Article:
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Saturday, November 9, 2013

Writing Ideas - Writing Science Fiction, part 101 Economics and Technology

9 November 2013, Writing Ideas - Writing Science Fiction, part 101 Economics and Technology

Announcement: My novels Sister of Light and Sister of Darkness are about to be published. I write this blog about 2 months prior to its publication. I just heard that the proofs will be here soon--likely before the end of the week. My publisher also wants to put the entire set of novels based on Aegypt on contract--that's 5 more novels for 8 total. They also want to put my other novels on contract. The release schedule should be one novel every 2 months. I'll keep you updated.

Introduction: I wrote the novel Aksinya: Enchantment and the Daemon. This was my 21st novel and through this blog, I gave you the entire novel in installments that included commentary on the writing. In the commentary, in addition to other general information on writing, I explained, how the novel was constructed, the metaphors and symbols in it, the writing techniques and tricks I used, and the way I built the scenes. You can look back through this blog and read the entire novel beginning with

I'm using this novel as an example of how I produce, market, and eventually (we hope) get a novel published. I'll keep you informed along the way.
Today's Blog: To see the steps in the publication process, visit my writing website and select "production schedule," you will be sent to

The four plus one basic rules I employ when writing:

1. Don't confuse your readers.
2. Entertain your readers.
3. Ground your readers in the writing.
4. Don't show (or tell) everything.
5. Immerse yourself in the world of your writing.

I am writing about the extrapolation of science and technology to be able to write science fiction.  I made the point that it is almost meaningless to try to fully extrapolate a universe (world) that is 10,000 years in the future (and maybe 1,000 years in the future) without applying some cultural and technological shaping.

By shaping the cultures of your science fiction universe, you can shape the science and technology that is extrapolated.  Here is how I culturally shaped the universe of The Chronicles of the Dragon and the Fox to make the 10,000 year extrapolation work.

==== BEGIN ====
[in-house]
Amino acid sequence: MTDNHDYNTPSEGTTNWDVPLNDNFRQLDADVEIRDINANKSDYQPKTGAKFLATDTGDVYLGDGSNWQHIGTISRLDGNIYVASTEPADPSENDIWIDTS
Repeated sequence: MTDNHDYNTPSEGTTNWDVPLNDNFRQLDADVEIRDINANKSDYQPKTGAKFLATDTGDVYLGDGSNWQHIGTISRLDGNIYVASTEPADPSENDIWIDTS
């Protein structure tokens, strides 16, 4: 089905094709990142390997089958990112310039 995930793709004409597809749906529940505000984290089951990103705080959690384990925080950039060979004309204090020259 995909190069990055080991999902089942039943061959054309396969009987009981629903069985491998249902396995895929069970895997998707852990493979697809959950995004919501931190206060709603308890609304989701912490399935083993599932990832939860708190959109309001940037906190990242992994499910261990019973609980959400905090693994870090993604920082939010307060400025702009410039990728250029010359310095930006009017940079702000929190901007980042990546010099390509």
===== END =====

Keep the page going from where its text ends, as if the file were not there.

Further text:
The market (capitalism), freedom (Constrained Constitutional Republic), and technology are in a constant upward dance.  The more constrained capitalism is, the more constrained will be your technology.  We see this today in the aviation marketplace where regulations have taken the place of common sense and are throttling the life out of aviation technology.  Cost drives markets and governments of all kinds can drive the costs through regulation.  Markets respond to cost by reducing or increasing surplus.  This is a truth that the Soviet Union along with many other socialist countries learned the hard way.

This is the way economics works.  The cost of an item is always set by the market--it is what a person will pay for the item.  Businesses respond by pricing the item at what they think is the market value.  If there is a surplus of the item, the price goes down.  If there is a scarcity of the item, the price goes up.  All this has nothing to do with profit, the actual cost to make the item, or anything else except the value of the item in the marketplace.

When a government attempts to interject itself into the marketplace, it can affect the price or the amount.  It cannot affect both.  If a government attempts price controls either intentionally by decree or unintentionally by taxes and regulations, the price of the item is affected.  If the price is higher than market value, no one will buy the product and the government will have killed or maimed that technology development.  If the price is lower than market value, the sellers will either stop selling and the producers stop producing.  The item will be bought out and soon no one will be able to get any.  Price lower than market results in scarcity which in a market brings the price up--unless the government has controlled it.  In the cases of taxes and regulations, the government is usually to stupid to understand that their magic money and special regulations are causing the price to increase.  They imagine that taxes and regulations do not affect the marketplace--this is called corporate government stupidity.  The government's involvement in any market is bad for technology.

Then you write about different types of governments in your science fiction, realize that the more control and controlling, the less the technological increase.  Your brilliant socialists (Asimov) will be living in bear skins with stone knives while your freedom loving capitalists will have smart phones and flying cars.  By the way, government regulation is why you don't have your flying cars right now. 

More tomorrow.

Also remember, I'm trying to show you and give you examples of how to write a science fiction theme statement and turn it into a plot.

For more information, you can visit my author site, and my individual novel websites:

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